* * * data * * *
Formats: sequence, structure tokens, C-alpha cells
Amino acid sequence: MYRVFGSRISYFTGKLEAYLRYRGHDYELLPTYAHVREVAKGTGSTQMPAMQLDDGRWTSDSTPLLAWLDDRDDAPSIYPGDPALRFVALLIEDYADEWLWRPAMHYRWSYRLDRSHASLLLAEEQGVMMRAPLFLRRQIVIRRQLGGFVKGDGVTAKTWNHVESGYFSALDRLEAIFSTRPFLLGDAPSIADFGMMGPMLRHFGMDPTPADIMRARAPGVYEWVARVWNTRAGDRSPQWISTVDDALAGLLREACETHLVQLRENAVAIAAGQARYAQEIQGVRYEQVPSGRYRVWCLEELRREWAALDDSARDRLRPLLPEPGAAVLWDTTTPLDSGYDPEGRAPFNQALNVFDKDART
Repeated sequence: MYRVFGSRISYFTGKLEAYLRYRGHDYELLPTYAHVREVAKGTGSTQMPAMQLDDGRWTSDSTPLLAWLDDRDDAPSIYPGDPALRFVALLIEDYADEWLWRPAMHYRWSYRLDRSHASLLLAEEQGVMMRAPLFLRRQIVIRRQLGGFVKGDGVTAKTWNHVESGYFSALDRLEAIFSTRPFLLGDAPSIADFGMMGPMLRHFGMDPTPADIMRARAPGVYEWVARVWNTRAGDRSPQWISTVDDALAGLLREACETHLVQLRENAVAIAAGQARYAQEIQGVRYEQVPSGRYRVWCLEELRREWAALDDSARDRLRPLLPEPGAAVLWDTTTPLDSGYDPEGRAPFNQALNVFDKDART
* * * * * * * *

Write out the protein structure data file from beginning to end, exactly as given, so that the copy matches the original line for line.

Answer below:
Formats: sequence, structure tokens, C-alpha cells
Amino acid sequence: MYRVFGSRISYFTGKLEAYLRYRGHDYELLPTYAHVREVAKGTGSTQMPAMQLDDGRWTSDSTPLLAWLDDRDDAPSIYPGDPALRFVALLIEDYADEWLWRPAMHYRWSYRLDRSHASLLLAEEQGVMMRAPLFLRRQIVIRRQLGGFVKGDGVTAKTWNHVESGYFSALDRLEAIFSTRPFLLGDAPSIADFGMMGPMLRHFGMDPTPADIMRARAPGVYEWVARVWNTRAGDRSPQWISTVDDALAGLLREACETHLVQLRENAVAIAAGQARYAQEIQGVRYEQVPSGRYRVWCLEELRREWAALDDSARDRLRPLLPEPGAAVLWDTTTPLDSGYDPEGRAPFNQALNVFDKDART
Repeated sequence: MYRVFGSRISYFTGKLEAYLRYRGHDYELLPTYAHVREVAKGTGSTQMPAMQLDDGRWTSDSTPLLAWLDDRDDAPSIYPGDPALRFVALLIEDYADEWLWRPAMHYRWSYRLDRSHASLLLAEEQGVMMRAPLFLRRQIVIRRQLGGFVKGDGVTAKTWNHVESGYFSALDRLEAIFSTRPFLLGDAPSIADFGMMGPMLRHFGMDPTPADIMRARAPGVYEWVARVWNTRAGDRSPQWISTVDDALAGLLREACETHLVQLRENAVAIAAGQARYAQEIQGVRYEQVPSGRYRVWCLEELRREWAALDDSARDRLRPLLPEPGAAVLWDTTTPLDSGYDPEGRAPFNQALNVFDKDART